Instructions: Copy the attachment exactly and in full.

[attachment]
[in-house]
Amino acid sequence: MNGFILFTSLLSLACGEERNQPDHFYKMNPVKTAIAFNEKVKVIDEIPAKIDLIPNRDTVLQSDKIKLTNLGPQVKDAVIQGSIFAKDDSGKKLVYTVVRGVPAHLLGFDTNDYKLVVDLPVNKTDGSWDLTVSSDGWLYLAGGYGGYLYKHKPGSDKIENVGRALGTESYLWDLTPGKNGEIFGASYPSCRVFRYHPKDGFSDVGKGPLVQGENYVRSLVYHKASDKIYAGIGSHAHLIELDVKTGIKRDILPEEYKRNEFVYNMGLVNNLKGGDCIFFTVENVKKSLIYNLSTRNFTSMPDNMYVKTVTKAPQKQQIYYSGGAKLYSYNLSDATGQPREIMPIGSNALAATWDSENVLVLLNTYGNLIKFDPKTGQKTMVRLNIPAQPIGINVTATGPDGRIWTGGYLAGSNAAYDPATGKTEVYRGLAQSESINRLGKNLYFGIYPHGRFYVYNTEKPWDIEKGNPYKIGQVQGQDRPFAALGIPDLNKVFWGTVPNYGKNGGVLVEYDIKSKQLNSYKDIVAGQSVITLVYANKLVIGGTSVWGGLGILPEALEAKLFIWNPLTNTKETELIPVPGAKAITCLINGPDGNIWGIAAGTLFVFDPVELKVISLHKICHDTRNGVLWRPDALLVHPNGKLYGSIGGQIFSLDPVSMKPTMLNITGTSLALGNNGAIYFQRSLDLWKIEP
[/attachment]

[in-house]
Amino acid sequence: MNGFILFTSLLSLACGEERNQPDHFYKMNPVKTAIAFNEKVKVIDEIPAKIDLIPNRDTVLQSDKIKLTNLGPQVKDAVIQGSIFAKDDSGKKLVYTVVRGVPAHLLGFDTNDYKLVVDLPVNKTDGSWDLTVSSDGWLYLAGGYGGYLYKHKPGSDKIENVGRALGTESYLWDLTPGKNGEIFGASYPSCRVFRYHPKDGFSDVGKGPLVQGENYVRSLVYHKASDKIYAGIGSHAHLIELDVKTGIKRDILPEEYKRNEFVYNMGLVNNLKGGDCIFFTVENVKKSLIYNLSTRNFTSMPDNMYVKTVTKAPQKQQIYYSGGAKLYSYNLSDATGQPREIMPIGSNALAATWDSENVLVLLNTYGNLIKFDPKTGQKTMVRLNIPAQPIGINVTATGPDGRIWTGGYLAGSNAAYDPATGKTEVYRGLAQSESINRLGKNLYFGIYPHGRFYVYNTEKPWDIEKGNPYKIGQVQGQDRPFAALGIPDLNKVFWGTVPNYGKNGGVLVEYDIKSKQLNSYKDIVAGQSVITLVYANKLVIGGTSVWGGLGILPEALEAKLFIWNPLTNTKETELIPVPGAKAITCLINGPDGNIWGIAAGTLFVFDPVELKVISLHKICHDTRNGVLWRPDALLVHPNGKLYGSIGGQIFSLDPVSMKPTMLNITGTSLALGNNGAIYFQRSLDLWKIEP